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Backyard chickens meet contemporary design! Matthew Wolpe and Kevin McElroy give you 14 complete building plans for chicken coops that range from the purely functional to the outrageously fabulous. One has a water-capturing roof; one is a great homage to mid-Modern architecture; and another has a built-in composting system. Some designs are suitable for beginning builders, and some are challenging enough for experts. Step-by-step building plans are accompanied by full-color photographs and detailed construction ...
Backyard chickens meet contemporary design! Matthew Wolpe and Kevin McElroy give you 14 complete building plans for chicken coops that range from the purely functional to the outrageously fabulous. One has a water-capturing roof; one is a great homage to mid-Modern architecture; and another has a built-in composting system. Some designs are suitable for beginning builders, and some are challenging enough for experts. Step-by-step building plans are accompanied by full-color photographs and detailed construction illustrations.
During the process of designing and building coops for this book, we became accustomed to quizzical looks when explaining our latest projects. There were plenty of positive responses, but just as often came the question, "Why would you want chickens?" It was an easy thing to answer: "For the eggs, of course." However, this wasn't the question we were hoping most to be asked: "Why would you want to build a chicken coop?" What appeals to us about the form is that there's a set of design parameters for a well-designed coop, and beyond that it can really be anything. Also, most coops are informal structures and typically do not require building permits or messy bureaucracy. With coops, ordinary people can actually build something of architectural significance next to their home and be proud of the statement it makes: "I made this thing, and it brings me closer to the food I eat every day."
Along with our desire to explore the idea of what a chicken coop could be, like any thoughtful designers we wanted to be cautious and deliberate. A new idea isn't always a good one, and a classic, time-tested technique is not something to be dismissed. We wanted the design choices we made to be significant, not random, guided by the site and concept for each coop. We also wanted to experiment with conventional and unconventional building materials and to treat the chicken coop like the hybrid structure it is—part outbuilding, part outdoor furniture, part sculpture. Throughout the project we often joked with each other that our mission was to bring the coop from the backyard to the front yard.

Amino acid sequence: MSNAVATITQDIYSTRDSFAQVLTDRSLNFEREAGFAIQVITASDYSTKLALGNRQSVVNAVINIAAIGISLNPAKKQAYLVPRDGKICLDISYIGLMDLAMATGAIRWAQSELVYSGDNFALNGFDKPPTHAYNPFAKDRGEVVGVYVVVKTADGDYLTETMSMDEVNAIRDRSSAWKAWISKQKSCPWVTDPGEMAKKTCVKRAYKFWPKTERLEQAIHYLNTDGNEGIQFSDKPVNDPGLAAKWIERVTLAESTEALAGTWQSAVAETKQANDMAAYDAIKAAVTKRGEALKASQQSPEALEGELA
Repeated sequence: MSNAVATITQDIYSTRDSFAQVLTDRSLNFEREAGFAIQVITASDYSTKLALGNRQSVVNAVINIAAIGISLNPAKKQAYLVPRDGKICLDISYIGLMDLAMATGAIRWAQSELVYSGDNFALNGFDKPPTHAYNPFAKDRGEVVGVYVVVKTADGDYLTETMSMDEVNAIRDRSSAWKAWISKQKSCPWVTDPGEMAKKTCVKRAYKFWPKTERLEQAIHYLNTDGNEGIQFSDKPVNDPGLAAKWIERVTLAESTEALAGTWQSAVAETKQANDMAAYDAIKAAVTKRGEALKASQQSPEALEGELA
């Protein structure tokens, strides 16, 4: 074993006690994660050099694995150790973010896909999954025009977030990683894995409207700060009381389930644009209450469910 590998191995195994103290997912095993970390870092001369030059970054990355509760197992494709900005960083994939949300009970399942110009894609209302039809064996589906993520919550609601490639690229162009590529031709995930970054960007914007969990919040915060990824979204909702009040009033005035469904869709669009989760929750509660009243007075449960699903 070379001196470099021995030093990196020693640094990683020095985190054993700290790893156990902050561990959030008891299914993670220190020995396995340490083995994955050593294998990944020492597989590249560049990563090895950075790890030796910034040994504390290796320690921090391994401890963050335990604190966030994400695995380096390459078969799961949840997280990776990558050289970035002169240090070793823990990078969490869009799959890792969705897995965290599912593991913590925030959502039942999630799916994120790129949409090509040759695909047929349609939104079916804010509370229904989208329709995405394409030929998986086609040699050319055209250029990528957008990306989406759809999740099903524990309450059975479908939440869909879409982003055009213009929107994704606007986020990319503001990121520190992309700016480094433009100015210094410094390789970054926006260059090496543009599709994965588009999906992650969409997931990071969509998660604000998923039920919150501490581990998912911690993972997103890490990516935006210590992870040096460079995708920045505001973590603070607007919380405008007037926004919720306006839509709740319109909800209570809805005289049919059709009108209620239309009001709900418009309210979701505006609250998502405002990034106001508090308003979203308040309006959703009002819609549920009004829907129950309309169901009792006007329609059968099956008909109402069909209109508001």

Given the scope of what we were taking on, however, it was important to stick to our fundamental premise: To design really good coops for the chickens and their owners. An experimental design that looks incredible but functions poorly and doesn't pass the scrutiny of an experienced hen raiser would be a failure on our part. Therefore, we approached each coop project with the following design considerations in mind. The same guidelines and questions can help you when making modifications to your own projects.
GENERAL SPACE REQUIREMENTS
While there are many different breeds of chickens and, of course, different sizes, our rule of thumb is to provide roughly 8 to 10 square feet of space per chicken. This number is the coop and run space combined. Keep in mind that if you live in a cold climate where the chickens will be inside for a good portion of the year, you should increase your coop size so that it remains a healthy living environment.
Excerpted from REINVENTING THE CHICKEN COOP by KEVIN McELROY MATTHEW WOLPE Copyright © 2012 by Matthew Wolpe and Kevin McElroy . Excerpted by permission of Storey Publishing. All rights reserved. No part of this excerpt may be reproduced or reprinted without permission in writing from the publisher.
Excerpts are provided by Dial-A-Book Inc. solely for the personal use of visitors to this web site.
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Posted April 14, 2013
Super easy construction ideas. Half the reading is explaining first project fundamentals. Good for a first timer maybe. Almost insulting to anyone who has ever built anything in a wood shop or has a rural upbringing. Not for me. Basic principles for first project.Was this review helpful? Yes NoThank you for your feedback. Report this reviewThank you, this review has been flagged.